# What mode of convergence is this?

I'm interested in a new (to me) mode of convergence which is stronger than convergence in measure/probability. I want to know if it has a name and if it is used much in the literature. I will write my question twice using both probability theory notation and measure theory notation to ensure that I reach the correct audience.

Question in measure theory notation

Let $$f_n:\mathbb{X} \to \mathbb{Y}$$ be a sequence of measurable functions where $$(\mathbb{X},d_\mathbb{X})$$ and $$(\mathbb{Y},d_\mathbb{Y})$$ are complete separable metric spaces (if it helps, assume $$\mathbb{X}=\mathbb{Y}=\mathbb{R}$$). Let $$\mu$$ be a probability measure on $$\mathbb{X}$$.

It is well-known that $$f_n$$ converges in measure to a measurable function $$f_n:\mathbb{X} \to \mathbb{Y}$$ if $$\mu \{x:d_\mathbb{Y}(f_n, f) > \varepsilon\} \to 0$$ as $$n \to \infty$$ for all $$\varepsilon > 0$$.

Recall, that every function $$f$$ induces a $$\sigma$$-algebra $$\sigma(f) = \{A \subseteq \mathbb{X} | A = f^{-1}(B), B\subseteq \mathbb{Y} \text{ measurable}\}.$$ My new mode of convergence will require that $$f_n \to f$$ in measure and that (informally) $$\sigma(f_n) \to \sigma(f)$$. This latter condition can be made formal using conditional expectation as follows.

Recall that the conditional expectation of a measurable function $$g:\mathbb{X} \to \mathbb{R}$$ conditioned on the sigma-algebra $$\sigma(f)$$, written $$E(g|\sigma(f))$$ or just $$E(g|f)$$ is the ($$\mu$$-a.e.) unique $$\sigma(f)$$-measurable function $$h$$ given by $$\int_A h\, d\mu = \int_A f d\mu \qquad \text{for A \in \sigma(f)}.$$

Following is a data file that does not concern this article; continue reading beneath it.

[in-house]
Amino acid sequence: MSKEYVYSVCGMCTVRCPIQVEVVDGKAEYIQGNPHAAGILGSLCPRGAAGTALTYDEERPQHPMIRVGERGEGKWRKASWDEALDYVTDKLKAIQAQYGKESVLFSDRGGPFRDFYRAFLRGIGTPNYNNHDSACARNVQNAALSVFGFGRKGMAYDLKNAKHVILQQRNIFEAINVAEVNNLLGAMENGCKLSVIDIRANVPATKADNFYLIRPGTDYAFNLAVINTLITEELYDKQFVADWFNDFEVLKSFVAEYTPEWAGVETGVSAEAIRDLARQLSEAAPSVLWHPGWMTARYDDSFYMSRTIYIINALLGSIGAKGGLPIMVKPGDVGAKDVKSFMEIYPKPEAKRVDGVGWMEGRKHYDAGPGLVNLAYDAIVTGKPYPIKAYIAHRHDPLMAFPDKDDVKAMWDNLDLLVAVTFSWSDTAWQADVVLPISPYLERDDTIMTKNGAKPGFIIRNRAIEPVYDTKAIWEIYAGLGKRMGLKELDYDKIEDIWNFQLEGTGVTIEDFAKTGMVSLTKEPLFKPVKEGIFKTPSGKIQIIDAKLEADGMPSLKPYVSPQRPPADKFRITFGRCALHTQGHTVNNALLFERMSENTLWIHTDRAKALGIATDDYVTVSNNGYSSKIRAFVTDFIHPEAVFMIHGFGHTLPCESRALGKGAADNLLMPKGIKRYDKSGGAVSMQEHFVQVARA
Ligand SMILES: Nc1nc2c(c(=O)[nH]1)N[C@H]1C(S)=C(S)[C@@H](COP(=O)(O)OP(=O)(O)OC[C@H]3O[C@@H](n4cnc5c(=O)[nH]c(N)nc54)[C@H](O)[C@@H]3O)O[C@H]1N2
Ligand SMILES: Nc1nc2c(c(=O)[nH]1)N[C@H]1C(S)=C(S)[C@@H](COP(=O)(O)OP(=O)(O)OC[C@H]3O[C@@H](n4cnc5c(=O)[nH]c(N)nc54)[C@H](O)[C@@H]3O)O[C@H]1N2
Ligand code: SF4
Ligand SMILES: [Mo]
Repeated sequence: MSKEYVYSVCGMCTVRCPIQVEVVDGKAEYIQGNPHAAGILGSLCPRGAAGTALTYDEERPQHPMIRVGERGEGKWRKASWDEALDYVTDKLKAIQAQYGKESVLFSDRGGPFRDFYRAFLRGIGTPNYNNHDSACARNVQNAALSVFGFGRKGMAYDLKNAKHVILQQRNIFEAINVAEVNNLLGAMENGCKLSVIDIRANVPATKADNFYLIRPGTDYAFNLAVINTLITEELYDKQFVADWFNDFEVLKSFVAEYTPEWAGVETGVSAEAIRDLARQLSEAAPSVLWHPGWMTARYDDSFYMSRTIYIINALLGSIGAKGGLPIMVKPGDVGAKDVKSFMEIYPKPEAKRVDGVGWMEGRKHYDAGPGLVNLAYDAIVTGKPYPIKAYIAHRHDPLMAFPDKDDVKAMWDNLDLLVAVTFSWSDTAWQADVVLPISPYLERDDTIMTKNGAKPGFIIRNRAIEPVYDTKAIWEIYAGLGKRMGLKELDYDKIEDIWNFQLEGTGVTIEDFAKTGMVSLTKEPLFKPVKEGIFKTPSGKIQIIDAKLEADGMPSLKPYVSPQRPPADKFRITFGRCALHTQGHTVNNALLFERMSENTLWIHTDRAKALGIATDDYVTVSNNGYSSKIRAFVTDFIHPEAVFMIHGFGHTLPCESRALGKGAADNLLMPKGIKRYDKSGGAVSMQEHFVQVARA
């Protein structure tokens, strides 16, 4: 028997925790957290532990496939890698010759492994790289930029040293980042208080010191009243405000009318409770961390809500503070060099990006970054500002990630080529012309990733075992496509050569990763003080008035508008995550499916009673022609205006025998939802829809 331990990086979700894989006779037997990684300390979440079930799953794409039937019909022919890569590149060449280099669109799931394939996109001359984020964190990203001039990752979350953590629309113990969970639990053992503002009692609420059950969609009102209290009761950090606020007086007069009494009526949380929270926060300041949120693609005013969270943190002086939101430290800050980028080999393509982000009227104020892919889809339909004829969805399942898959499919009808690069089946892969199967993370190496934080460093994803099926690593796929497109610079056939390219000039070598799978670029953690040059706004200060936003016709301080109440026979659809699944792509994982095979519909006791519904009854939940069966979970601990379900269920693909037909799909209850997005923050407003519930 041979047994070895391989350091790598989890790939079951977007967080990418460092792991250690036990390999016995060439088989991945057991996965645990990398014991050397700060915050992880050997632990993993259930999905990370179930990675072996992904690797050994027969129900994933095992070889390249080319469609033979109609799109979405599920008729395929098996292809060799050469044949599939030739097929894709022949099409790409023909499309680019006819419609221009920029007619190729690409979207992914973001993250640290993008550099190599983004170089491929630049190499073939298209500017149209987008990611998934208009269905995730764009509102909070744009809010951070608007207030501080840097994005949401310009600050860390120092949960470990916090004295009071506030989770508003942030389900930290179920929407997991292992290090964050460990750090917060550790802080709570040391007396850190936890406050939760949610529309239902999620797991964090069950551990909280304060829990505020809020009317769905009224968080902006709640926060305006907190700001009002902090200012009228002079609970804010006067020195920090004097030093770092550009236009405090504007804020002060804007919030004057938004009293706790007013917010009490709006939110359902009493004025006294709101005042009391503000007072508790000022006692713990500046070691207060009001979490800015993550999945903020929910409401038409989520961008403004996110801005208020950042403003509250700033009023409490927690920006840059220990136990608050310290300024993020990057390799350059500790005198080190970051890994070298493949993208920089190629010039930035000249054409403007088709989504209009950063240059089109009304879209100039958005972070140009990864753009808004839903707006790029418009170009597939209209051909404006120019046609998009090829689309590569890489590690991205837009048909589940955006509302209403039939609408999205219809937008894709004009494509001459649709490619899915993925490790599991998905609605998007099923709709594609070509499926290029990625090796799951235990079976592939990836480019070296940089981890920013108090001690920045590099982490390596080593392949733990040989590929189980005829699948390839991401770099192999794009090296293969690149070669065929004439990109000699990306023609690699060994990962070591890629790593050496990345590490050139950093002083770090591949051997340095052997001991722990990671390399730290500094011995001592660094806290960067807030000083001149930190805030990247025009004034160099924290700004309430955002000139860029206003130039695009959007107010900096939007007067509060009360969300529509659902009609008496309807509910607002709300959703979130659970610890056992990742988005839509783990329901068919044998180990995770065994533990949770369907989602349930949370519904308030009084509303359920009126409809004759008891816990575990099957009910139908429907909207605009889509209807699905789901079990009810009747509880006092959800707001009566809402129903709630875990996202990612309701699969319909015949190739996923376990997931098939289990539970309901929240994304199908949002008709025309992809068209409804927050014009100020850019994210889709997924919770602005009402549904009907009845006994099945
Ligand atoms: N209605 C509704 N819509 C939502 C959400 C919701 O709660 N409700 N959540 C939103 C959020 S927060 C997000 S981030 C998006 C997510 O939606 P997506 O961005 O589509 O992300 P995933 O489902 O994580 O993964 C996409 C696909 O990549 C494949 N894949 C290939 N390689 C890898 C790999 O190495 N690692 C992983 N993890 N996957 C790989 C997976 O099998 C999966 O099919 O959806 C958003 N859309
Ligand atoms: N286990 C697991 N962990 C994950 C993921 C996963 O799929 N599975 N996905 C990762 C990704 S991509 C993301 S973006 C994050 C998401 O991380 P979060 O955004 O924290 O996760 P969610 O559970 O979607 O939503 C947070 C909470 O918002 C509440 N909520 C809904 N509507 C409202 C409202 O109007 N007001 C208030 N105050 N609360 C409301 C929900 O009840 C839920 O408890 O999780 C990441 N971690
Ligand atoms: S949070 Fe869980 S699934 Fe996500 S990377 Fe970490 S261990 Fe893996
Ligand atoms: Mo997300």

Definition. Say $$f_n$$ converges in ??? to a measurable function $$f_n:\mathbb{X} \to \mathbb{Y}$$ if $$f_n$$ converges to $$f$$ in measure and for all $$\mu$$-integrable functions $$g:\mathbb{X} \to \mathbb{R}$$, we have that $$E(g | f_n)$$ converges to $$E(g | f)$$ in measure.

Question. Does "converges in ???" have a formal name (for the mode of convergence or for the topology it induces on the space of measurable functions modulo a.e.-equivalence)? Is there any places or standard resources where it is used?

Question in probability notation

Let $$X_n$$ be a sequence of random variables taking values in a complete separable metric space $$(\mathbb{X},d)$$ (if it helps, assume $$\mathbb{X}=\mathbb{R}$$).

It is well-known that $$X_n$$ converges in probability to a random variable $$X$$ if $$P\{d(X_n, X) > \varepsilon\} \to 0$$ as $$n \to \infty$$ for all $$\varepsilon > 0$$.

Definition. Say $$X_n$$ converges in ??? to a random variable $$X$$ if $$X_n$$ converges to $$X$$ in measure and for all bounded continuous functions $$g:\mathbb{X}^\infty \to \mathbb{R}$$, we have that $$E(g(X,X_1,X_2,\ldots) | X_n)$$ converges to $$E(g(X,X_1,X_2,\ldots) | X)$$ in probability.

Question. Does "converges in ???" have a formal name (for the mode of convergence or for the topology it induces on the space of random variables modulo a.s.-equivalence)? Is there any places or standard resources where it is used?

Bonus Question

As I hinted to above, this approach also gives a notion of convergence of sigma-algebras (for a particular measure space $$(\mathbb{X},\mu)$$ as above). Fix a sequence of sub-sigma algebras $$\mathcal{F}_n$$ of the Borel sigma-algebra. Say that $$\mathcal{F}_n$$ converges to $$\mathcal{F}$$ if $$E(g | \mathcal{F}_n)$$ converges to $$E(g | \mathcal{F})$$ in measure for all $$\mu$$-integrable functions $$g:\mathbb{X}\to\mathbb{R}$$. (For example, by the Levy 0-1 law, if $$\mathcal{F}_n$$ is a filtration, then $$\mathcal{F}_n$$ converges to $$\mathcal{F}_\infty$$ in this sense.)

Question. Does this notion of convergence on sigma-algebras have a formal name (for the mode of convergence or for the topology it induces on the space of sigma-algebras modulo a.e.-equivalence)? Is there any places or standard resources where it is used?